Rheumatoid arthritis: symptoms, treatment, diagnosis, what is it really?
Rheumatoid arthritis: symptoms, treatment, diagnosis, what is it really?

Rheumatoid arthritis: symptoms, treatment, diagnosis, what is it really?

Rheumatoid arthritis is a chronic inflammatory illness that mostly affects the joints. What are the symptoms and how is it treated?

Definition: what is rheumatoid arthritis?

Rheumatoid arthritis is a chronic inflammatory illness (arthritis) that most affects the joints. It’s an auto-immune illness, meaning it’s the immune defenses (antibodies) which attack the body instead of defending it. The inflammation occurs around the synovial, which is the membrane which surrounds the joints.

Rheumatoid arthritis affects about 0.25% of the population, with two thirds more women than men and the frequency peak occurs around the age of forty. It is the most common form of chronic inflammatory rheumatism.

Symptoms of rheumatoid arthritis

Joint pains are the first signs of rheumatoid arthritis. They are particularly painful late in the night and can cause the sufferer to wake up in the middle of the night, hence, also causing fatigue. They are accompanied by a stiffness in the morning as well, which can last at least 30 minutes.

The illness develops in relapses of variable intensity, during which fluid accumulates around the synovial membrane, which leads to the joints therefore becoming swollen and painful. The pains are generally symmetric (on both sides of the body) and affect at least two thirds of these areas around the hands, fingers or feet.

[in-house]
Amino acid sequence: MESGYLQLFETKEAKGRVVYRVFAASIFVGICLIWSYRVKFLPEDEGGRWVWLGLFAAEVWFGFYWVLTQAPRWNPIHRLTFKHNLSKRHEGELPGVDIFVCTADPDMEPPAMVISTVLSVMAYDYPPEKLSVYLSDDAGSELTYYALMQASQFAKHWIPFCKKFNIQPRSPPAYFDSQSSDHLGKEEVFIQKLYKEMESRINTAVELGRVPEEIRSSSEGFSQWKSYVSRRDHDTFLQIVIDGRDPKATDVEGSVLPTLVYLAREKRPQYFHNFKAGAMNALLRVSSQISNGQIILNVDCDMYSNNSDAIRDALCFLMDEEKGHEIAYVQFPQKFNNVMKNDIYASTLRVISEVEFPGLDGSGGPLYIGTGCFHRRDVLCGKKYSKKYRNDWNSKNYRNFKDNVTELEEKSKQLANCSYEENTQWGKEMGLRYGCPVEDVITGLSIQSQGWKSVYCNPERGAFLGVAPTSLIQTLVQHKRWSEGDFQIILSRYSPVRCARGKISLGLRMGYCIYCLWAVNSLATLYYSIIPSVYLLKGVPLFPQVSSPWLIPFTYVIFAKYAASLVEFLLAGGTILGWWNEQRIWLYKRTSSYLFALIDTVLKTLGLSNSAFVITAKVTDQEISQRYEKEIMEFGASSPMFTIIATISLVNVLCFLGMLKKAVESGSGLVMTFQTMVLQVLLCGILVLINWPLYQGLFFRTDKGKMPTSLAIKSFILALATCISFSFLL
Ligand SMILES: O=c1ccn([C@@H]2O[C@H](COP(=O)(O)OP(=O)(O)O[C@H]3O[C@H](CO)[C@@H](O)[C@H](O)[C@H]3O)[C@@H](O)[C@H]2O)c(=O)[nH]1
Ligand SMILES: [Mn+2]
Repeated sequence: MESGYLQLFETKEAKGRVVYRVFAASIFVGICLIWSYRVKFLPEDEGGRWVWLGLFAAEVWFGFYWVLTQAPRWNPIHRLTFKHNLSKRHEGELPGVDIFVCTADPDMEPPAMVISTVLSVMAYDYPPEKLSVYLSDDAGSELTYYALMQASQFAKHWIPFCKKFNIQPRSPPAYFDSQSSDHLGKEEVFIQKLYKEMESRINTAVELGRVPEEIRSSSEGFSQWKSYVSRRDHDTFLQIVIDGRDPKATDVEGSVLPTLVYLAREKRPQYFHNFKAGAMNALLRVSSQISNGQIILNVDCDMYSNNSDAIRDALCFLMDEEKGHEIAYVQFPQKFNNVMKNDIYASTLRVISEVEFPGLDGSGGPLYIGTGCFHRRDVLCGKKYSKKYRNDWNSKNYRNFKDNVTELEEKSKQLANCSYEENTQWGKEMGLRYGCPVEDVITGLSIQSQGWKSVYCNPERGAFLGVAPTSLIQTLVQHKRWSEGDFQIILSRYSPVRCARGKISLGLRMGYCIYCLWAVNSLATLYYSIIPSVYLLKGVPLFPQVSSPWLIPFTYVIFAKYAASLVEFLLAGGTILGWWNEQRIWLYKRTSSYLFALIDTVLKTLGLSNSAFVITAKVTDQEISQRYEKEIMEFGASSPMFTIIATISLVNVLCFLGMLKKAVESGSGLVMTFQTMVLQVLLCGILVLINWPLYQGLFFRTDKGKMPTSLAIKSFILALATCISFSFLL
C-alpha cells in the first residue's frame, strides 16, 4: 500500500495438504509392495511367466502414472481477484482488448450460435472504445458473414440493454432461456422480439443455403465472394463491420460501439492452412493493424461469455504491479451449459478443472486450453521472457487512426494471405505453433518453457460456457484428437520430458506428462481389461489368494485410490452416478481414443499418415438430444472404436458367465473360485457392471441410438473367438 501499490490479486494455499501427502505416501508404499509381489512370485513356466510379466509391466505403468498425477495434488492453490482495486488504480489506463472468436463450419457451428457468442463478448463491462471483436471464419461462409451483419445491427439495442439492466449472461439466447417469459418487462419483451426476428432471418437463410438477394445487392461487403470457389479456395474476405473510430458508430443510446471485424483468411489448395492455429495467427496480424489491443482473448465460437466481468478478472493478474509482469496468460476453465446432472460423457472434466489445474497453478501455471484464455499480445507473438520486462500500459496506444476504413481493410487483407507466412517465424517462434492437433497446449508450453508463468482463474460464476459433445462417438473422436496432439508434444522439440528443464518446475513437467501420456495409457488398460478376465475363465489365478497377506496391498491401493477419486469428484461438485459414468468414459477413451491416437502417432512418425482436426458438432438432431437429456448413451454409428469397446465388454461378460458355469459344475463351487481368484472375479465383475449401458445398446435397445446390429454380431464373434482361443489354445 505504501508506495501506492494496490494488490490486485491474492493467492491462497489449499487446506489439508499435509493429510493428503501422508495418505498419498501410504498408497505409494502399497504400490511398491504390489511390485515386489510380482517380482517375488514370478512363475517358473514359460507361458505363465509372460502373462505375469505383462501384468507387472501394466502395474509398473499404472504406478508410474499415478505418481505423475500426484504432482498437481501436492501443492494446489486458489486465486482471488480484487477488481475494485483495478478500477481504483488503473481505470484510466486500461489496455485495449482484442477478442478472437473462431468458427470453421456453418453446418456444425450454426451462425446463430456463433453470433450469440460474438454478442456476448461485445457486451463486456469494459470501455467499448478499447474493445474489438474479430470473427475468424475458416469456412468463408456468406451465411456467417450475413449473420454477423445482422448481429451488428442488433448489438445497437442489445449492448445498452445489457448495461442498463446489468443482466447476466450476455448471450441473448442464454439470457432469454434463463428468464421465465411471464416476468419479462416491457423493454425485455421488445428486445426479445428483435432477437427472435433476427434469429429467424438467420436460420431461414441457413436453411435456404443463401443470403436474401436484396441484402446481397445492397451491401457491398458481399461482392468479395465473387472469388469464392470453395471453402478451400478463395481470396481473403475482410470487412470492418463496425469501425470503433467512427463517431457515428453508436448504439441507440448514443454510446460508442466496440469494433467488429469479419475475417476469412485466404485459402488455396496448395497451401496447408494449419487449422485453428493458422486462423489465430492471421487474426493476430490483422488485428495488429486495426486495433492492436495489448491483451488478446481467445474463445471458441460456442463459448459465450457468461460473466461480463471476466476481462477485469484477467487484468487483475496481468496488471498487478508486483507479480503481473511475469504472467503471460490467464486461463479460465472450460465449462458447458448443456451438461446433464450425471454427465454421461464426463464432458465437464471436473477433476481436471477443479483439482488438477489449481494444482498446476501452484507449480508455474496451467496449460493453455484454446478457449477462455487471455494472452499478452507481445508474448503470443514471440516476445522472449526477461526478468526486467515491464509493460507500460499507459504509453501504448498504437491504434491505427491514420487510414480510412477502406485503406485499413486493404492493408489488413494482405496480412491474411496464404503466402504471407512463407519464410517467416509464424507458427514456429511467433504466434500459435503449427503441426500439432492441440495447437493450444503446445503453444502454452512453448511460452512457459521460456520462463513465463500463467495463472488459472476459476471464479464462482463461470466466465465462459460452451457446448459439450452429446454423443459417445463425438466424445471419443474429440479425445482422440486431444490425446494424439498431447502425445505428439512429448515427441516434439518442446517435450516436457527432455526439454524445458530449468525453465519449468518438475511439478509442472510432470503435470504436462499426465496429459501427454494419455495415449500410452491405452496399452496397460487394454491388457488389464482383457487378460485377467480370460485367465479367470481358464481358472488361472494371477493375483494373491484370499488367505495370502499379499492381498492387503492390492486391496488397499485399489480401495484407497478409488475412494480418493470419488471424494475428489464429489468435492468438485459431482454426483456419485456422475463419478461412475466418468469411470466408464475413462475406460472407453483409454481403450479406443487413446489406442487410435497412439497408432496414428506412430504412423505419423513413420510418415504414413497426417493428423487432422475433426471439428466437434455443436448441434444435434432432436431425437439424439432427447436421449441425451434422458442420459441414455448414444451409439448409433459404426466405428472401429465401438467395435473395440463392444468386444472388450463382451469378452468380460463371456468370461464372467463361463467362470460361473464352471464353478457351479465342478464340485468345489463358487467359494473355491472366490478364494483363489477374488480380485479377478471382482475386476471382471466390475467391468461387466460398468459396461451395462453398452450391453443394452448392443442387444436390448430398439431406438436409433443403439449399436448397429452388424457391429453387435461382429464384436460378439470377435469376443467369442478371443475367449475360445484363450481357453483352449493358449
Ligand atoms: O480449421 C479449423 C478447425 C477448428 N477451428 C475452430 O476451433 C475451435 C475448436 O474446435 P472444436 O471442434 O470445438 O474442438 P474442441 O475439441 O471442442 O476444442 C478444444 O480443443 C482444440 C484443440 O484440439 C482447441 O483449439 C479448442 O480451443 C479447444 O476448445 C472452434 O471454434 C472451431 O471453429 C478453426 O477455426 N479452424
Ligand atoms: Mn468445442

When arthritis develops, new joints are susceptible to being affected: knees, hips, shoulders, elbows etc.

Causes of rheumatoid arthritis

The cause of rheumatoid arthritis is still unknown. However, many risk factors are known to be able to encourage this illness:

- a genetic predisposition

- tobacco use

- psychological shock (divorce, mourning…)

- obesity

- hormone changes (menopause for example)

- immune system disorders

Treatment of rheumatoid arthritis

Significant progress has been made in treating rheumatoid arthritis. If it starts earlier, it is from then on possible to stop it developing further. Treating arthritis medicinally involves taking analgesics to ease the pains, anti-inflammatories to treat the stiffness in the morning or corticosteroids. Different basic treatments can be adapted to suit each individual.

Following the development of arthritis, surgical operations are sometimes necessary. They can be used to replace the damaged joints or a synovectomy, which is an operation that removes, partially or completely, the affected synovial membrane.

In addition, it is recommended to do rehabilitation sessions with specialists (physiotherapist, occupational therapist) and if needed, psychological aid.

By Stacey Williams
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